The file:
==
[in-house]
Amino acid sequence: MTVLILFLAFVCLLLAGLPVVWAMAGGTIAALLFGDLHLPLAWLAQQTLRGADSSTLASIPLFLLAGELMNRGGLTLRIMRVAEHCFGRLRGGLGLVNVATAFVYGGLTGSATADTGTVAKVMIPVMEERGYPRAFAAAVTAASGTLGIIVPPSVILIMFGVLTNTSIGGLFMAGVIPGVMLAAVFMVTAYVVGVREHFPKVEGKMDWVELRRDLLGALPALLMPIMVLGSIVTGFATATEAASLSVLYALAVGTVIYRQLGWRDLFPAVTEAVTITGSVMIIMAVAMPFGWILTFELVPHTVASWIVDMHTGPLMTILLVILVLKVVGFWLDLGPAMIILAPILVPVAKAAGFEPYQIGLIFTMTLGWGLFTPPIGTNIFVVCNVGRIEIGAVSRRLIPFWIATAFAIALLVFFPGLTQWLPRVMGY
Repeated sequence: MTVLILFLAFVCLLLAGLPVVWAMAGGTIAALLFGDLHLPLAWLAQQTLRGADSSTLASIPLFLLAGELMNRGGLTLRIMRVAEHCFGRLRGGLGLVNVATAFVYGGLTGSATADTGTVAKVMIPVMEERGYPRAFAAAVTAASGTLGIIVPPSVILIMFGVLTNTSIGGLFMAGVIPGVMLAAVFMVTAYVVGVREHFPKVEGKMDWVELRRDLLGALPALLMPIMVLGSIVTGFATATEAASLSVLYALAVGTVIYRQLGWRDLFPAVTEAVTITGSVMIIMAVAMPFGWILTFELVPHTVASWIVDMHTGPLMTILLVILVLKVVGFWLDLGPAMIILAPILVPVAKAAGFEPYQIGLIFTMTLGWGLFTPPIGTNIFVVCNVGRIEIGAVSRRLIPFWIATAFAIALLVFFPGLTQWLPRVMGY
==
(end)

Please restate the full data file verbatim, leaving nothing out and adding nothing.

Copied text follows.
[in-house]
Amino acid sequence: MTVLILFLAFVCLLLAGLPVVWAMAGGTIAALLFGDLHLPLAWLAQQTLRGADSSTLASIPLFLLAGELMNRGGLTLRIMRVAEHCFGRLRGGLGLVNVATAFVYGGLTGSATADTGTVAKVMIPVMEERGYPRAFAAAVTAASGTLGIIVPPSVILIMFGVLTNTSIGGLFMAGVIPGVMLAAVFMVTAYVVGVREHFPKVEGKMDWVELRRDLLGALPALLMPIMVLGSIVTGFATATEAASLSVLYALAVGTVIYRQLGWRDLFPAVTEAVTITGSVMIIMAVAMPFGWILTFELVPHTVASWIVDMHTGPLMTILLVILVLKVVGFWLDLGPAMIILAPILVPVAKAAGFEPYQIGLIFTMTLGWGLFTPPIGTNIFVVCNVGRIEIGAVSRRLIPFWIATAFAIALLVFFPGLTQWLPRVMGY
Repeated sequence: MTVLILFLAFVCLLLAGLPVVWAMAGGTIAALLFGDLHLPLAWLAQQTLRGADSSTLASIPLFLLAGELMNRGGLTLRIMRVAEHCFGRLRGGLGLVNVATAFVYGGLTGSATADTGTVAKVMIPVMEERGYPRAFAAAVTAASGTLGIIVPPSVILIMFGVLTNTSIGGLFMAGVIPGVMLAAVFMVTAYVVGVREHFPKVEGKMDWVELRRDLLGALPALLMPIMVLGSIVTGFATATEAASLSVLYALAVGTVIYRQLGWRDLFPAVTEAVTITGSVMIIMAVAMPFGWILTFELVPHTVASWIVDMHTGPLMTILLVILVLKVVGFWLDLGPAMIILAPILVPVAKAAGFEPYQIGLIFTMTLGWGLFTPPIGTNIFVVCNVGRIEIGAVSRRLIPFWIATAFAIALLVFFPGLTQWLPRVMGY